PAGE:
Washington Times: “The facts of the disgrace of Mark Foley, who was a Republican member of the House from a Florida district until he resigned last week, constitute a disgrace for every Republican member of Congress.”
David Bossie: “If Speaker Hastert was willing to sacrifice a child to protect Rep. Foley’s seat and his own leadership position, then he surely does not share our American and conservative values.”
I bought a SlingBox to make it possible to watch TV anywhere in the house over wifi, but I’m puzzling with the installation instructions. I have a Motorola box for my Comcast cable TV setup. No problem with the Ethernet connection. But I’m confused about how to connect the cables to the back of the settop box. Any clues are appreciated.
BTW, if you liked the West Wing and haven’t been watching Studio 60 on Sunset Strip, I just did you a big favor. It’s a wonderful new show, on NBC, Mondays at 10PM. I watched the closing scene of the second episode about 18 times, it’s that good. As with the West Wing, the men play supporting roles for the real stars, played by women. In this one, the two leading women, Harriet Hayes and Jordan McDeere, are fantastic, brilliant, sassy and spunky.
Here’s a Democrat that gives Republicans their due. Republicans broke the law, covered up, and they’re going to jail. Ultimately this will be good for the Republican Party, it’ll flush out the criminals that took over the party. Any Republican that sits by and says nothing is going down with the evildoers. Maybe sometime in this century it will be safe to vote Republican again, but it sure isn’t now.
Liz Gannes: “DRM-buster DVD Jon has a new target in his sights, and it’s a big piece of fruit. He has reverse-engineered Apple’s Fairplay and is starting to license it to companies who want their media to play on Apple’s devices.”
Kim Cameron: “Instead of suppliers advertising what they want us to buy (by spamming our attention), we’ll advertise what we want to buy, and suppliers will make us offers.”
Bob Morris: “The Republicans commenting here are suddenly deeply concerned you aren’t showing love, and worse yet, sowing dissent. Do you feel their pain?”
Oh geez, look what I started. RSS pillow cases. Hehee. 🙂
Rob Hof in BusinessWeek explains why this service, which pays bloggers to write about products, is so challenging. The Zen Master teaches us to believe that if it is it must be good, to not to struggle with existence, so in that spirit PayPerPost is good. In fact, as with many other things, it’s better than the old way of doing things, because it’s out in the open, it’s existence is disclosed. In the print world, there’s a pretense that such a practice doesn’t exist, but of course it does.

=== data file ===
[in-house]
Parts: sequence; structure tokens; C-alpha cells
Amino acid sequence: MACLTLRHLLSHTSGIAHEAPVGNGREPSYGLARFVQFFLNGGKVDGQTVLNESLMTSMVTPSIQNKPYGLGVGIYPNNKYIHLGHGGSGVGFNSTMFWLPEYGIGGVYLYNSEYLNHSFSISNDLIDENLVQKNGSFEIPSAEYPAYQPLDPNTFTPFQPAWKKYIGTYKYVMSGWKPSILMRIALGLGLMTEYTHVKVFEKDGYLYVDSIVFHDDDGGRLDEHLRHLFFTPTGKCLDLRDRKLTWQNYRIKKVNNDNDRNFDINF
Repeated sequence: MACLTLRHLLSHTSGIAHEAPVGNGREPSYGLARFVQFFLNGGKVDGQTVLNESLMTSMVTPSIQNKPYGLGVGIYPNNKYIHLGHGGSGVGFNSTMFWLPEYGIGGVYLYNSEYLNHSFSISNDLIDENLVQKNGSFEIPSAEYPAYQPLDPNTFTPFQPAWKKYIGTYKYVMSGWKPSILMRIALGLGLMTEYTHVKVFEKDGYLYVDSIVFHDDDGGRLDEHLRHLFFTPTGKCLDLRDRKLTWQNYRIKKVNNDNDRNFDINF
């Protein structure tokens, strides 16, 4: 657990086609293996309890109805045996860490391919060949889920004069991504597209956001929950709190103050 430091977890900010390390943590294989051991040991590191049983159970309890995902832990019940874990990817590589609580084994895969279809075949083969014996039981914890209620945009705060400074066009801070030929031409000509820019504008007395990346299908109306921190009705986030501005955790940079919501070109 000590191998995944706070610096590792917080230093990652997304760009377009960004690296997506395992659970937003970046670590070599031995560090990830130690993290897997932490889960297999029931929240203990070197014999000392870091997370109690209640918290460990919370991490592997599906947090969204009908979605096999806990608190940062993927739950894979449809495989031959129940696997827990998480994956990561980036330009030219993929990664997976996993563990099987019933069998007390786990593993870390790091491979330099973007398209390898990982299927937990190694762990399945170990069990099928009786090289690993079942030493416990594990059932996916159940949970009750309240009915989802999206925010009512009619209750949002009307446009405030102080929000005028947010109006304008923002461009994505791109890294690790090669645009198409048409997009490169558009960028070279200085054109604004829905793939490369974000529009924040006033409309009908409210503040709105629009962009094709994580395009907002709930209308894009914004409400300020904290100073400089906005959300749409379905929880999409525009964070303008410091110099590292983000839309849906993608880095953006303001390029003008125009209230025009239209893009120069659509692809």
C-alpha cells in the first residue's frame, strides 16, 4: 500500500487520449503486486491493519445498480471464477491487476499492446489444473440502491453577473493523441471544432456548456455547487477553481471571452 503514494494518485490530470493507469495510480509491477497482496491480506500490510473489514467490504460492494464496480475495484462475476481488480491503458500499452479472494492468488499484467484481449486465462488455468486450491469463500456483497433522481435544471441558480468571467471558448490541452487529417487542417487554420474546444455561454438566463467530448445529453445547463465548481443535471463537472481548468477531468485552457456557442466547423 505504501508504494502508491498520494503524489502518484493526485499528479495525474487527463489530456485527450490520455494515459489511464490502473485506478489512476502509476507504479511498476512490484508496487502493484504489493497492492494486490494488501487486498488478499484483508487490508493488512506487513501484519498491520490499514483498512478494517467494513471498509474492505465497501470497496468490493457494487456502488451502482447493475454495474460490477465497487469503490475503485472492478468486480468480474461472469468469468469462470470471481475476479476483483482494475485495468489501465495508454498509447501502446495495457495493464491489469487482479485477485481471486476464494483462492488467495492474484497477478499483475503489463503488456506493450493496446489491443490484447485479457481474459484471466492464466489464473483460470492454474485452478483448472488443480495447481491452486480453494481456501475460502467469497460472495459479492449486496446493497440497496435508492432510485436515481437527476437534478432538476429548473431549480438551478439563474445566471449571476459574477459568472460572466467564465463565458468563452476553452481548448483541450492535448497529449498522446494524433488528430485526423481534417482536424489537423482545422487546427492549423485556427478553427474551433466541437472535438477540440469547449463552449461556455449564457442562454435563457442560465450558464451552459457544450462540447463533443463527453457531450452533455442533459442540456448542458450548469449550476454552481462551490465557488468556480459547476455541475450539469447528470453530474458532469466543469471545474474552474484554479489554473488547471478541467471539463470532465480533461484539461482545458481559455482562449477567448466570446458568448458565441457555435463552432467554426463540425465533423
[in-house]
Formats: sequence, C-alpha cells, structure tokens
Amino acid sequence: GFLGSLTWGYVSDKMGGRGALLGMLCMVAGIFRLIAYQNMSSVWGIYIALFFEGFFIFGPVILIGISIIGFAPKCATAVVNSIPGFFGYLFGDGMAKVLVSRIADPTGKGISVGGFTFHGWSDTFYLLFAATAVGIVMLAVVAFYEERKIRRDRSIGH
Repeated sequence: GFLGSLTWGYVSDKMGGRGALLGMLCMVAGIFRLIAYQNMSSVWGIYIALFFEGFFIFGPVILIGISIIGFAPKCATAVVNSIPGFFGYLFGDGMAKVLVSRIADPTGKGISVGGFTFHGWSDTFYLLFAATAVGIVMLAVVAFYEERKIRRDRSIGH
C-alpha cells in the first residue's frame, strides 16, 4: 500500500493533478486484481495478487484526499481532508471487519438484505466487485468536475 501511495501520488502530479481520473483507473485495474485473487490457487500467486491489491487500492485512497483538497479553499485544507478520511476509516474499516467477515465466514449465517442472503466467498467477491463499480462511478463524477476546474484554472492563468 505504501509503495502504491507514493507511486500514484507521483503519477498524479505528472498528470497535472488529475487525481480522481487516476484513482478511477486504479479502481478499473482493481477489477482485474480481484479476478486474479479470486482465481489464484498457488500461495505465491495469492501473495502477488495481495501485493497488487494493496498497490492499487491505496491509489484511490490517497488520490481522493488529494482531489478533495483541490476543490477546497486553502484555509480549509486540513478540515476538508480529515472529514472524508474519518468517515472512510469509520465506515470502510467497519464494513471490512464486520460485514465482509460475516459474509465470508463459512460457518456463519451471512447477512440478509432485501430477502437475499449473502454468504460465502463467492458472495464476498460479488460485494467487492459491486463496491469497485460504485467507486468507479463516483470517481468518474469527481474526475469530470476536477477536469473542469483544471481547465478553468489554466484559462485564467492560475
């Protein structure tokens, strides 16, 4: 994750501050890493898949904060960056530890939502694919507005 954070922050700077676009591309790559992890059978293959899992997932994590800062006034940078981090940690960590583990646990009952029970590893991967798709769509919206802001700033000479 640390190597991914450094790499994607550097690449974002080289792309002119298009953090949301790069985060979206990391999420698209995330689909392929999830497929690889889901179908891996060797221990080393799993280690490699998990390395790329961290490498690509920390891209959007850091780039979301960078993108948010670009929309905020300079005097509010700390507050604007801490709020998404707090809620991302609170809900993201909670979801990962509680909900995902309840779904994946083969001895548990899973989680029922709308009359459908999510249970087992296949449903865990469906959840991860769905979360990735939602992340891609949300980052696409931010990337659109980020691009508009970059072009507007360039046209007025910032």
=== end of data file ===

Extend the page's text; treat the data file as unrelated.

I saw it happen in the 80s when I ran a software business that spent as much as $100K per month on advertising. I noticed that when I used a certain phrase in my ads, that phrase would show up in the editorial coverage. It wasn’t contractual, as it is with PayPerPost, there was no clear obligation for PC Week, MacWorld or InfoWorld to provide this service, it’s possible that the authors didn’t even know they were doing it, but the net effect is the same as PayPerPost.
And then there was the time a publisher and editor came on a joint visit. When the editor went to the men’s room, the publisher said that if I bought an ad the editor would cover my product. That time it was explicit, but not out in the open. The readers of his magazine may have suspected that there was a connection between advertising and editorial, but they didn’t have the proof that PayPerPost would have provided.
Then there is the tendency of the publications to favor products of the big companies, the ones that run millions of dollars of ads a month instead of tens of thousands of dollars. They may believe the big companies had the staying power, and therefore tilted the table in favor of their products, but they were also the ones paying their salaries.
When I was a contributing editor at Wired, I went to parties where advertisers and writers mingled. The advertisers would tell us how cool their products were. Could you go to the parties if you weren’t an advertiser? I forgot to ask. 🙂
In other words, this is hardly a new practice, but at least now it’s out in the open. Readers know to ask the bloggers if they are members of PayPerPost. They also might be aware that there are less visible ways of buying influence.